The Value of Law Librarians Blogging on their Firm’s Blog

Cheryl Niemeier is Director of Library Services at Bose McKinney & Evans LLP  

Apparently, I am blazing a new trail as seemingly the first and only law librarian who is officially blogging on their firm’s blog page! “That’s huge!” said Greg Lambert of 3 Geeks and a Law Blog when he congratulated me on this new responsibility. The news also prompted Steve Lastres to ask me to write this guest blogger post describing the value proposition of law librarians blogging. 

As I view it, my blogging on the firm’s blog pages has a three-pronged value proposition each serving a different purpose. 

It provides the marketing department with fresh, and highly relevant content that generates a large number of new visitors to our Website. 

The initial post on my firm’s Bose News Law Blog promoting my Res Gestae article generated a very large number of views – more views in fact than any other posts on any of our blog posts to date. Subsequent posts of mine have also generated many views, which in turn have led to additional visits to our other blog articles and the firm’s Website pages. Clearly, there is value in non-attorney posts on a law firm’s page; it expands the reach of the firm’s web site to a wider audience. Visitor’s to our site share our content via their own blogs, Twitter, or LinkedIn pages, further expanding our reach and enhancing the Firm’s marketing efforts. 

It enhances the exchange of knowledge by helping us all stay current via sharing of ideas, tips, and experiences. 

Blogging via the firm’s blog helps improve the flow of knowledge within and outside of the organization. Additionally, the mere act of writing causes us to learn new things as we do the research to write the blog posts. 

It raises the visibility of law librarians in their firms and sharpens the library’s role as a provider of knowledge and information

Furthermore, it advances the value of librarians in the larger legal profession, as Steve Lastres puts it “by transforming us into value-adding knowledge professionals.”  

Of course, becoming a successful blogger does not happen overnight. In my case, it all began a number of years ago when I used a blog platform to publish the library’s internal newsletter, and eventually made that same newsletter blog available to the public. Guest blogging soon followed expanding my footprint. Involvement in both legal and law library professional associations and strategic use of LinkedIn and Twitter continued to help me build an audience of followers. From there, contributing articles to law library trade publications and speaking at law library conferences further advanced my visibility. More importantly, however, my offer to write for and speak at legal industry gatherings was ultimately the feather in the cap that helped me reach beyond the law library population and speak to the very end users who utilize our professional information seeking services – attorneys.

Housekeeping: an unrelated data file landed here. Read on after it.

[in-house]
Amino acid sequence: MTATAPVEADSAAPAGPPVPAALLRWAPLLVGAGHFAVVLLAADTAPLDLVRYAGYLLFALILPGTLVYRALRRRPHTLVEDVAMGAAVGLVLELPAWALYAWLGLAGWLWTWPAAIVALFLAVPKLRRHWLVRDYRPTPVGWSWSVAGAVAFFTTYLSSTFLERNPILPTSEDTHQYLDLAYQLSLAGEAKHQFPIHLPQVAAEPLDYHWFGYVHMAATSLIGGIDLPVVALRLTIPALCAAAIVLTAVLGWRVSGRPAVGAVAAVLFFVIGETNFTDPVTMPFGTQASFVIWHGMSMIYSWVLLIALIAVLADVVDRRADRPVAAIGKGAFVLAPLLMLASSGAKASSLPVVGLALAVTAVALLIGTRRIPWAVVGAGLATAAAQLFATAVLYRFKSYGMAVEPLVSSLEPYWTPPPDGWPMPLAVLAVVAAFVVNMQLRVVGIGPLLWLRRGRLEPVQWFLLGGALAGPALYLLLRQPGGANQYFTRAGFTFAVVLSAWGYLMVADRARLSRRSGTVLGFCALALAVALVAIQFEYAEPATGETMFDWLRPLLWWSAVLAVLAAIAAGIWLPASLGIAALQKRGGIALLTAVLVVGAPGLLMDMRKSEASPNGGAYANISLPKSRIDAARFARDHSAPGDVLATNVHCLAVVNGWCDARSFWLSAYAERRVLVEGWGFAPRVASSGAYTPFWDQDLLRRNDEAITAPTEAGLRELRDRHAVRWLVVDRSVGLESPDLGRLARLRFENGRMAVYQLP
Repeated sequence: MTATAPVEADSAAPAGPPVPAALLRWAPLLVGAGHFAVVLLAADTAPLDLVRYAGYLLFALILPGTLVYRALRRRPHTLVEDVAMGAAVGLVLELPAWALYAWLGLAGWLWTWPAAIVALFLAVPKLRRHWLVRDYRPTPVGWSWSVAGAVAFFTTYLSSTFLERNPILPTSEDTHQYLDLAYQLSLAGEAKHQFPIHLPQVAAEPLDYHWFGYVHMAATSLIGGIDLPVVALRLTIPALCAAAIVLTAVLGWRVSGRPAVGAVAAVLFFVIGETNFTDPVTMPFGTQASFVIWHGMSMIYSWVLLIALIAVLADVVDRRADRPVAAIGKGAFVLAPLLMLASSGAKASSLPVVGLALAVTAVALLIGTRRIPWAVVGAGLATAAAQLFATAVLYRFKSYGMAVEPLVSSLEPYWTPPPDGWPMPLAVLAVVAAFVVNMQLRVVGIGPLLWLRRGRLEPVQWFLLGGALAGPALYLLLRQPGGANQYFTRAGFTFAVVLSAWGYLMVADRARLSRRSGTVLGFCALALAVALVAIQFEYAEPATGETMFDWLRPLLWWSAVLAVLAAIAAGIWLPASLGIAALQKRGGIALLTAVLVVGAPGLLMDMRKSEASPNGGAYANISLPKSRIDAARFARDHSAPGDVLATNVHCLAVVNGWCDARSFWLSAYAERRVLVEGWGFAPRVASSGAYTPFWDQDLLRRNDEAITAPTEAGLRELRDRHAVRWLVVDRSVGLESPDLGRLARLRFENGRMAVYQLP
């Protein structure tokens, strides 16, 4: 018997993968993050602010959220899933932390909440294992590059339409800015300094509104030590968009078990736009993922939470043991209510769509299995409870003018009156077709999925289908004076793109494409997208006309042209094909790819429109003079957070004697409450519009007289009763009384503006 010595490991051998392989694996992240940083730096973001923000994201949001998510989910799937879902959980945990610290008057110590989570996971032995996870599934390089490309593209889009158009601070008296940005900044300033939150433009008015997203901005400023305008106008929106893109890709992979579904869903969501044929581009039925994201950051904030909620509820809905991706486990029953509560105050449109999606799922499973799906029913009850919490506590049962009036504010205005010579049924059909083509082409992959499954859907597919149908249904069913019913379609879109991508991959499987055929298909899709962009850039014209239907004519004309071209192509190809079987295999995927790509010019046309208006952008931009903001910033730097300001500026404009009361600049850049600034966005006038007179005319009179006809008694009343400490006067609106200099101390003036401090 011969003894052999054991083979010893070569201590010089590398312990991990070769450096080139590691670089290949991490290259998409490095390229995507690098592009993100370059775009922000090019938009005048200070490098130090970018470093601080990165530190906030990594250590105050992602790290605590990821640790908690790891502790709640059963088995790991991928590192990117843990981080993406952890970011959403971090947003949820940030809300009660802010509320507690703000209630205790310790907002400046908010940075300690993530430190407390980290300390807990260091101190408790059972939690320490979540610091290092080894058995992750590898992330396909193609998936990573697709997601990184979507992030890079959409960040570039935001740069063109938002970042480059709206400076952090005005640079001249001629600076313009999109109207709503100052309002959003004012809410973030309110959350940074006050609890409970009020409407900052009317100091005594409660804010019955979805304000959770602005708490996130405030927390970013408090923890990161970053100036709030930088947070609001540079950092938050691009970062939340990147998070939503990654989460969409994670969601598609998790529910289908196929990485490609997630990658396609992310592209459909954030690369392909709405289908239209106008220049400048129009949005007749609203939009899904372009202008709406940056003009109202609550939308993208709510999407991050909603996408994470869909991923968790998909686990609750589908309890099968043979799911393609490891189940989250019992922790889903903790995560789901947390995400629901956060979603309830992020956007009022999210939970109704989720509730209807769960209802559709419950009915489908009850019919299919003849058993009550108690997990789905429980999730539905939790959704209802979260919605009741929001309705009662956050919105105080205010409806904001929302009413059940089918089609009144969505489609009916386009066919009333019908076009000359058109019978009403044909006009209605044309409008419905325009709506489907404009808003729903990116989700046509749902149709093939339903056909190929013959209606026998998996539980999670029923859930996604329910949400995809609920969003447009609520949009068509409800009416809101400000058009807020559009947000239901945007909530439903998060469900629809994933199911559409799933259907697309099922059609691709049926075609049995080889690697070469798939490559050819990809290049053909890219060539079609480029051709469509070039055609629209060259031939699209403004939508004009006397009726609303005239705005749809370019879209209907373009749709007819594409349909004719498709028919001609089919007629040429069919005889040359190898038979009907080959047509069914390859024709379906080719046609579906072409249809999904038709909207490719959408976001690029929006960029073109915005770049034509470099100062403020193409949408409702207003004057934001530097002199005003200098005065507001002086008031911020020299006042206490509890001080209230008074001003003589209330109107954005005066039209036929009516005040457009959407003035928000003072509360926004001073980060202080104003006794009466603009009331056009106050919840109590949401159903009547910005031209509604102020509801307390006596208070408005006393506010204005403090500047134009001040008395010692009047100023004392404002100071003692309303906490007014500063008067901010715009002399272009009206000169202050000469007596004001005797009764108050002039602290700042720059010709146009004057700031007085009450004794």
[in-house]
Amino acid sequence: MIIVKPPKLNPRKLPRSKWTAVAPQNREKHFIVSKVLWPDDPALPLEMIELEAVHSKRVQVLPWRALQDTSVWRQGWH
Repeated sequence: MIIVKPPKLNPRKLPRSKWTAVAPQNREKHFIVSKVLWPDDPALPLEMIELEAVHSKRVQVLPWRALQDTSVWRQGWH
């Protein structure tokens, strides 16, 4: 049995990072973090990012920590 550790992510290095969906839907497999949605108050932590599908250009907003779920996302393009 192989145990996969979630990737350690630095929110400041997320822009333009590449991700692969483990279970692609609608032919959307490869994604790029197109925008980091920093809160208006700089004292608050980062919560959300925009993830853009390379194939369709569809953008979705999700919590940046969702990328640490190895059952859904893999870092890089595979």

3 thoughts on “The Value of Law Librarians Blogging on their Firm’s Blog

  1. Pingback: The Value of Law Librarians Blogging on their Firm’s Blog | Errol A. Adams, J.D. M.L.S' Blog

  2. Actually, Ms. Niemeier is not the “first and only law librarian who is . . .blogging on their firm’s website”. Two years ago, at the request of one of the partners in the DC office of Porter Wright Morris & Arthur LLP, I began blogging on the firm’s Nanotechnology Law Report blog site, which has a fairly wide readership in the US and internationally and has served a dual purpose, as both a marketing tool and as a way of communicating to the nanotech community information about new research, legislation that impacts on nanotechnology, and news from the field.

    Ms. Niemeier is right that blogging raises the visability and profile of law librarians in our firms and the communities of interest that these blogs are aimed at. As librarians, writing for these blogs also allows use to use our research skills in new and more creative ways.

  3. Mr. Oszakiewski,

    Congratulations to you! That is awesome. I apologize for not being aware of your blogging activity on your firm’s site and I truly commend you for being a leader in that regard. I expect I should have better worded my statement, as it may seem rather misleading. I purposely used the term “seemingly” which means “apparent; appearing, whether truly or falsely, to be as specified” so as to clarify my intent. I am glad to join the ranks of any other of my law librarian colleagues who are blogger for their law firm’s.



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